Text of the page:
Article at a Glance:
- Bentonite clay is a natural, affordable skincare product that beautifies skin in multiple ways.
- Research shows that bentonite clay absorbs sebum, the oily substance that contributes to clogged pores and acne.
- Studies suggest bentonite clay can support your skin’s defenses.
- According to research, bentonite clay acts against bacteria as well.
- It can also ease itchy skin, according to studies.
- Bentonite clay has the texture of a fine powder, which means it can act as a gentle exfoliant.
In a world full of serums, toners, exfoliators, lotions, and lasers, taking care of your skin can feel confusing and complicated. But it doesn’t have to be.
Simple skincare works, as long as you choose products that do double-duty, triple-duty, or—dare I say—quintuple-duty for your skin. If you’re looking for that unicorn skincare product that’s simple, natural, and affordable but still beautifies your skin in multiple ways, bentonite clay may be the thing for you.
People have been applying clay to their skin for centuries. The ancient Egyptians did it. The Aztecs did it. And people still do it today. For a beauty practice to have that kind of staying power, there must be something to it, right? Scientific evidence and anecdotal evidence show there definitely is.
In fact, there’s plenty of evidence that bentonite clay can help your skin in at least five feel-good (and look-good) ways:
1. It sucks up sebum.
Sebum is an oily substance that your body produces to keep your skin and hair moisturized. But sometimes your body produces too much sebum, and that causes clogged pores and acne. Studies show, though, that bentonite clay can soak up sebum. That may be why so many people say bentonite clay masks are literal skin (and life) savers.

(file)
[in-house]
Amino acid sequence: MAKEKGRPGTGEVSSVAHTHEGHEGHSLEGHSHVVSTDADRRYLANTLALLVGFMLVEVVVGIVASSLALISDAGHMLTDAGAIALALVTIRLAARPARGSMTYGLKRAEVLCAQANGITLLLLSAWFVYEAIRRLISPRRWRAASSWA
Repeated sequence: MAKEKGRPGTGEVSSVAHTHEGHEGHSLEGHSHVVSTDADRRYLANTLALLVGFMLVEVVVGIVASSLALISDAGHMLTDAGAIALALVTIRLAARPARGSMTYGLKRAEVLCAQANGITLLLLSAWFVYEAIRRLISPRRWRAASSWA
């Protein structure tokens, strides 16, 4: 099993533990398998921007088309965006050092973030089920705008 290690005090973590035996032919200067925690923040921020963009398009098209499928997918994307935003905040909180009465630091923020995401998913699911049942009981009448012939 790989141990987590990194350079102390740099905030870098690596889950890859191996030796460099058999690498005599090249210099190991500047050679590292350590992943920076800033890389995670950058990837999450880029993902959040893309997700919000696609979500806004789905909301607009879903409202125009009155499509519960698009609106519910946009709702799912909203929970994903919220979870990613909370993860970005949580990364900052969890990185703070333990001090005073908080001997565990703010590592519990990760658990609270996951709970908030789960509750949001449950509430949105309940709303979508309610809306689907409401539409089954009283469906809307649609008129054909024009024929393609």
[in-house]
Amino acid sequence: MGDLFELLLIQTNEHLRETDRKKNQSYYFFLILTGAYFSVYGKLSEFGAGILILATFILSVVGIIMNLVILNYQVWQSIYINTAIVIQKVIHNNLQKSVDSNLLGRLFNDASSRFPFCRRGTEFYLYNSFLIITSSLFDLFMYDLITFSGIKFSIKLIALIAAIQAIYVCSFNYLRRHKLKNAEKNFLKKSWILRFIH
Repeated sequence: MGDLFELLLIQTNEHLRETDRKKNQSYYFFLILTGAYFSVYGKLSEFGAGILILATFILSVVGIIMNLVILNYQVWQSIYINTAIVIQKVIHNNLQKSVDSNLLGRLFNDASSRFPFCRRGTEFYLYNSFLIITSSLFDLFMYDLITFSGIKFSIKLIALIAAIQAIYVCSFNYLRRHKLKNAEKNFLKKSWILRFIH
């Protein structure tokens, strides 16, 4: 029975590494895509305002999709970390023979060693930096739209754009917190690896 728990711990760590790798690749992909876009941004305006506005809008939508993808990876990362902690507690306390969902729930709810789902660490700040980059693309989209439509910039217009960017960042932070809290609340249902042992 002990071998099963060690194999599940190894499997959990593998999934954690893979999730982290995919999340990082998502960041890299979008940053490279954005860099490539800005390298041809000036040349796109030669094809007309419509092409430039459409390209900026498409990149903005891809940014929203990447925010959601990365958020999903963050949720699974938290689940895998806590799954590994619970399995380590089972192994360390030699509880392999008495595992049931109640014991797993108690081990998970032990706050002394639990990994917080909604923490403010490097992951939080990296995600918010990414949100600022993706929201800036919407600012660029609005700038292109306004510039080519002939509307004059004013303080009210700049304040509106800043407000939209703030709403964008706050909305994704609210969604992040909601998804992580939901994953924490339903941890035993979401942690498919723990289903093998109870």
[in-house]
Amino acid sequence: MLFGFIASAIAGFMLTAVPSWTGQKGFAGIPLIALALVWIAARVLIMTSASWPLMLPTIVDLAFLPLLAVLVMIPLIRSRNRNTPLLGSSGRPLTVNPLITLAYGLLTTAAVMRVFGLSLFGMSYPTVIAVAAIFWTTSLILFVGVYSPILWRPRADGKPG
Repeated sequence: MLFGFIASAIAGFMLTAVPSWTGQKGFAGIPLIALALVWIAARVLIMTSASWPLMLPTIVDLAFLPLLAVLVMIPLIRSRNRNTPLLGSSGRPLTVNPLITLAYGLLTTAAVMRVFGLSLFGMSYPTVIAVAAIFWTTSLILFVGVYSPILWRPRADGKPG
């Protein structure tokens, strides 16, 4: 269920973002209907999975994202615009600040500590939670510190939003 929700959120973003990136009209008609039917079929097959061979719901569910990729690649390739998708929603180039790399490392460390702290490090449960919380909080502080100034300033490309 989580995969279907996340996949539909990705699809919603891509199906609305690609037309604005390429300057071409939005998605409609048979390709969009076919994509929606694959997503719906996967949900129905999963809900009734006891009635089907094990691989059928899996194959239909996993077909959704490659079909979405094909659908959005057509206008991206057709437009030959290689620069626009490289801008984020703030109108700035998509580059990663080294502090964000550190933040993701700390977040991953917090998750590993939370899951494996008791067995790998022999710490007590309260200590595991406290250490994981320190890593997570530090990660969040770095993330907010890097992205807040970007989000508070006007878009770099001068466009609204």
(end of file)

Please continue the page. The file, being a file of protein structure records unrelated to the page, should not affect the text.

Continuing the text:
2. It helps your skin’s defenses.
It may sound far-fetched that a bit of clay can help your skin’s defenses. Isn’t that the immune system’s job? But studies show clay can interact with the immune system to encourage skin repair and regeneration. In fact, it’s even been shown to support people dealing with skin wounds and ulcers.
3. It battles bacterial bad guys.
Just like you have a microbiome (community of bacteria and other microorganisms) in your gut, you have a microbiome on your skin too. Unfortunately, when certain strains of skin bacteria get out of hand, they can cause acne. But bentonite clay has a proven ability to fight bacteria. That may explain why so many people rely on it to knock out breakouts.
4. It soothes that insatiable itch.
Irritated, itchy skin can have a lot of causes—poison ivy, allergic reactions, bug bites. But bentonite clay can support your skin no matter what the culprit. Studies show it can ease dermatitis (red, itchy, inflamed skin) caused by poison ivy, poison oak, eczema, allergic skin reactions, and diaper rash, among other things.
5. It exfoliates.
Exfoliating your skin has a lot of benefits. It gets rid of dead skin cells, brightens your complexion, and helps keep pores clean. But people are getting pretty aggressive with the exfoliators nowadays. Chemical peels and harsh at-home scrubs may work for some people. But they can also damage your skin. So, if you’d prefer something gentler, try bentonite clay. Bentonite clay has the texture of a fine powder, so it can provide less intrusive exfoliation that still has a bunch of benefits.
If you’re new to the world of bentonite clay skin and beauty treatments, you may be wondering how to use clay on your skin. The answer’s simple: Just add water. By hydrating your clay, you make a paste you can apply to your face or other areas of skin that need a little TLC. You can try our clay powder for affordable, effective skincare or our facial mud for pre-hydrated clay that’s less messy and more portable. Our facial mud also includes colloidal silver, which has even more amazing skin benefits you’ll love!
- Sebaceous gland lipids— Dermatoendocrinology.
- Sustainable rates of sebum secretion in acne patients and matched normal control subjects— Journal of the American Academy of Dermatology.
- EEMCO guidance for the in vivo assessment of skin greasiness. The EEMCO Group— Skin Pharmacology and Applied Skin Physiology.
- Bentonite Clay as a Natural Remedy: A Brief Review— Iranian Journal of Public Health.
- Evaluation of the medicinal use of clay minerals as antibacterial agents— International Geology Review.
- The skin microbiome— Nature Reviews Microbiology.
- How to Safely Exfoliate at Home— American Academy of Dermatology Association.
What are the best ways to get rid of large pores?— Medical News Today.